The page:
Then it was finally time to sand.

Sanding the inside of the bowl was also a real pain! Getting the curved ends smooth was the worst of it, but sanding the inside in general was really awkward. Still, working my way through ever finer grits of sandpaper, I finally got it to where I was happy with it. It’s a good thing I wanted to keep some of the “rustic” texture in there!

Here it is, all sanded.

It was worth the fight! πŸ˜€ I am quite happy with it.

Here’s a closer look at the handle end of the bowl.

Hmm… Do you see that little divot?

That’s the heartwood.

While shaping the handle, I did end up reaching the soft heartwood from underneath, so I was very careful not to expose any more of it.

Oiling the wood should help protect it. Before I did that, though, I made a last minute change.

I decided to drill a hole though the “foot” of the handle, for a hanging cord of some kind.

Finally, it was time to oil it! I use mineral oil, as it is food safe, and does not go rancid.

I love how the oil brings out the beauty of the wood, as well as protecting and preserving it!

Just a couple more detail shots. πŸ™‚

I have since threaded some twin that’s almost the same colour as the wood, though the hole.

I think I will give this to my brother. They may never use it, but I know he and his wife will appreciate it. Especially since it was made using wood from maples I had to clear away to fix the pump shack window. πŸ™‚ A little piece of the farm!

The Re-Farmer

16 thoughts on “Wood carving: testing the new gouge

  1. Nice job. It’s also nice that you’ve someone who will appreciate the piece and the love and time that went into its creation. I appreciate hands-on time with wood, even sanding, popping-grain and re-sanding. Again, nice job. Good read.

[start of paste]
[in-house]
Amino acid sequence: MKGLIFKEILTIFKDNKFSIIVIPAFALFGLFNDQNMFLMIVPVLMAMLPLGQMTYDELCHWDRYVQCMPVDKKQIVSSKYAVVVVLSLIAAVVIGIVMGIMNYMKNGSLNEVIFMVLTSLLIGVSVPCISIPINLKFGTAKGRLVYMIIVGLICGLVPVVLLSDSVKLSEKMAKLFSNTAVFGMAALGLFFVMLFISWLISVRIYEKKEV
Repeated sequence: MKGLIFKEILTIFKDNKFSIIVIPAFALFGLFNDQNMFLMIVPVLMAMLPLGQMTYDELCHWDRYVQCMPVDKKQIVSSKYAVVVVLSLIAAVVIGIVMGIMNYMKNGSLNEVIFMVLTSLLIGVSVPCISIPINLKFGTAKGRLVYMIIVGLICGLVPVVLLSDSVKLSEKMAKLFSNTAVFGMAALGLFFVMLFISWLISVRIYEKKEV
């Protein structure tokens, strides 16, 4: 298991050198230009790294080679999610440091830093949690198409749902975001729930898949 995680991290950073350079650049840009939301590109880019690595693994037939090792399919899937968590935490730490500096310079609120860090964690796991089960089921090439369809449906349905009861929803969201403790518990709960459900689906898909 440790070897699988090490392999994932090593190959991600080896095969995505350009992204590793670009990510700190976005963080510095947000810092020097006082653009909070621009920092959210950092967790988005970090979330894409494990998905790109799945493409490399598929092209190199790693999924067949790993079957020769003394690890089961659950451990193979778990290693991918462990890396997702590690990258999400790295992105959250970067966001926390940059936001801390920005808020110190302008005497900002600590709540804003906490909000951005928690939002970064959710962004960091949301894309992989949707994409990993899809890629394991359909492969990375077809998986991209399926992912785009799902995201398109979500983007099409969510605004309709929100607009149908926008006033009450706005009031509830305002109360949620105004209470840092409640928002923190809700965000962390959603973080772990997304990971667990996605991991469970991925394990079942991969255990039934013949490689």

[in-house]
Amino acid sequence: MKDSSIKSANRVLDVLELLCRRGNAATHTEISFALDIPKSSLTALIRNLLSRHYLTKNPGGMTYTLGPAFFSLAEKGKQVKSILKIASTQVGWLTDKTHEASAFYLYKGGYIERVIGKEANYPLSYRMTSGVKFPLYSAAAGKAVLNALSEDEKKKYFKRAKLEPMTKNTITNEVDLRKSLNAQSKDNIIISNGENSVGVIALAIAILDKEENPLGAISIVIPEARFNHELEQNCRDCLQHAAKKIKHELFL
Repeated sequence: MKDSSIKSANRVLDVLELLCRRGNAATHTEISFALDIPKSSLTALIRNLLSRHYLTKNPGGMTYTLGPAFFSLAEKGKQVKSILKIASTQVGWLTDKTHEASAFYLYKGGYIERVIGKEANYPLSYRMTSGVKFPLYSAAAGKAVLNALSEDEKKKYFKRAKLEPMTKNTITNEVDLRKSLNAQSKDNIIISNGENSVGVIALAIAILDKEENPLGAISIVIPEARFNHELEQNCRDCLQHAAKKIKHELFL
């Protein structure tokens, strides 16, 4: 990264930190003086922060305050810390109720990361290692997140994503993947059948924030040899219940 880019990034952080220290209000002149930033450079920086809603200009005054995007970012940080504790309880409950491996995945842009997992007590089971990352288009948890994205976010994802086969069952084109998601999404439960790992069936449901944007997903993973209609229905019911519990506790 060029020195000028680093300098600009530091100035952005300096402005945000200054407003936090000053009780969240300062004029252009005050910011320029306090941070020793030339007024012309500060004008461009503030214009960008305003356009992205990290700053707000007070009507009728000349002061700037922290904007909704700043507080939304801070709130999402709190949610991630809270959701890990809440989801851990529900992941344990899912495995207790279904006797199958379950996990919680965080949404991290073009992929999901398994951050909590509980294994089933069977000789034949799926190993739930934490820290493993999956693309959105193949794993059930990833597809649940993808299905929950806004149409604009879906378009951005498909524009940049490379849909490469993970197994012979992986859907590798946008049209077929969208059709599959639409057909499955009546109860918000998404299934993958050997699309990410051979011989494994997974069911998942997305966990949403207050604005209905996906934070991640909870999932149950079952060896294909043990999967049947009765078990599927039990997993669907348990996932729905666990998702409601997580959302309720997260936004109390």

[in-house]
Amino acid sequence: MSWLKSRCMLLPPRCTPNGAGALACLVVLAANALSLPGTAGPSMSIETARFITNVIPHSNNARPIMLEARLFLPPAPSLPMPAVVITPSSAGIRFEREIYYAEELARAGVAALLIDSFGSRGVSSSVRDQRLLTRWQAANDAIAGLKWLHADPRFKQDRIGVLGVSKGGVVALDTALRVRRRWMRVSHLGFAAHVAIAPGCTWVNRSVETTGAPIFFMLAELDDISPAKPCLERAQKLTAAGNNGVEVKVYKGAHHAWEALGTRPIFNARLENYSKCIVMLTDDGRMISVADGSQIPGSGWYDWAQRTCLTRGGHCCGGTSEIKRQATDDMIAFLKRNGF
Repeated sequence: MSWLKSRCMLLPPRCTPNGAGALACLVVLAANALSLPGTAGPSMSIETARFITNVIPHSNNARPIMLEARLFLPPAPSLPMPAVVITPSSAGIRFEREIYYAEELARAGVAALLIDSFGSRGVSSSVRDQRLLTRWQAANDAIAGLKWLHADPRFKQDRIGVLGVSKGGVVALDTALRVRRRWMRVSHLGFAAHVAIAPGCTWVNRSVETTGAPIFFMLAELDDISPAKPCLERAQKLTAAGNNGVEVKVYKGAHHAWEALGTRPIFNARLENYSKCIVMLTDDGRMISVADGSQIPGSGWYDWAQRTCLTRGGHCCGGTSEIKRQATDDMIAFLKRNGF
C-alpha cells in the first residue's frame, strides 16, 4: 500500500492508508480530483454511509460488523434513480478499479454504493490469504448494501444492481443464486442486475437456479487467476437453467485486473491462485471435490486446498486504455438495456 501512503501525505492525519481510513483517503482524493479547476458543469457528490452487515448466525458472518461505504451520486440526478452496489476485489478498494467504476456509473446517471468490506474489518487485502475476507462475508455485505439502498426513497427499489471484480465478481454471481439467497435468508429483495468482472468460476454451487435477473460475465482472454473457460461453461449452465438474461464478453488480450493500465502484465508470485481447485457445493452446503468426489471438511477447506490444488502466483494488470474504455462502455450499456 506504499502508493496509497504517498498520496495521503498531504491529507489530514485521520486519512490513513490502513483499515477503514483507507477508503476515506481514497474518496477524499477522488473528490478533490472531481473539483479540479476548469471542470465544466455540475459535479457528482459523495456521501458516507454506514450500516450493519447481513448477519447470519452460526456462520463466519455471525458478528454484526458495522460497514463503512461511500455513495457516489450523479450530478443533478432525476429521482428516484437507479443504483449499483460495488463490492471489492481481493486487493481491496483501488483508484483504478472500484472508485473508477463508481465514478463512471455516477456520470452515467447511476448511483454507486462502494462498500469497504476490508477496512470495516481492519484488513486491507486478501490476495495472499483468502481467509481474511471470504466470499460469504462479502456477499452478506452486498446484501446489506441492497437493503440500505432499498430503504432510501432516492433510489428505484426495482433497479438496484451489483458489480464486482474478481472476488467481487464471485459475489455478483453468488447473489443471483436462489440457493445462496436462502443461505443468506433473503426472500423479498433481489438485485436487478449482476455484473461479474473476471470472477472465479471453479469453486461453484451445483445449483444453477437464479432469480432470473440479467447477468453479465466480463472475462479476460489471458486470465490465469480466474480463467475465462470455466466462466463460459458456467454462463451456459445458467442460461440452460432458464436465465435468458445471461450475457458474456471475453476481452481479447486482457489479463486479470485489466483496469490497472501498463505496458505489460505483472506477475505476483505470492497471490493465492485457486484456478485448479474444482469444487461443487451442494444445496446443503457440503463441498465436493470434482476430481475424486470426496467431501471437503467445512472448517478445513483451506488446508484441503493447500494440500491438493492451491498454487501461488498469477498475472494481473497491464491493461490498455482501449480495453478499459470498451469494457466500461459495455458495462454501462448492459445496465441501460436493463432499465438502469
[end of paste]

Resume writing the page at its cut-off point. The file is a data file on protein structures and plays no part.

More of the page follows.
Liked by 2 people

  2. AMAZING!!! Where did you learn to do that??

    How do you ID the heartwood? And why should it not be touched?

    I saw an episode of Craftman’s Legacy where they would rapidly blowtorch the finished design, then use a sanding wheel to create simple designs before oiling. It looked simple but I’m sure looks are deceiving. Just telling you as a future design option.

    Liked by 2 people

    • Thank you.

      I basically just bought a kit and watched YouTube videos! πŸ˜€

      As for the heartwood, I didn’t know what it was called until very recently. It’s basically just the middle of the tree – those first few rings, though as the tree gets bigger, so does the heartwood. This is *supposed* to be the strongest part of the tree, but I’ve found it is the first area to start rotting away. I tried carving a hair pin out of some cherry I’d pruned, with some very simply shaping at the top, and it ended up breaking at the narrowest points. I’ve had the same issue with lilac wood that I’ve tried to carve. I have a pile of lilac wood slices, and they all have a hole in the middle because I just took out the rotted material. It’s the sort of thing that would become an issue if I want to make a cup or a bowl, since any liquid would seep through!

      Liked by 1 person

  3. Pingback: Wood carving: completing the set | The Re-Farmer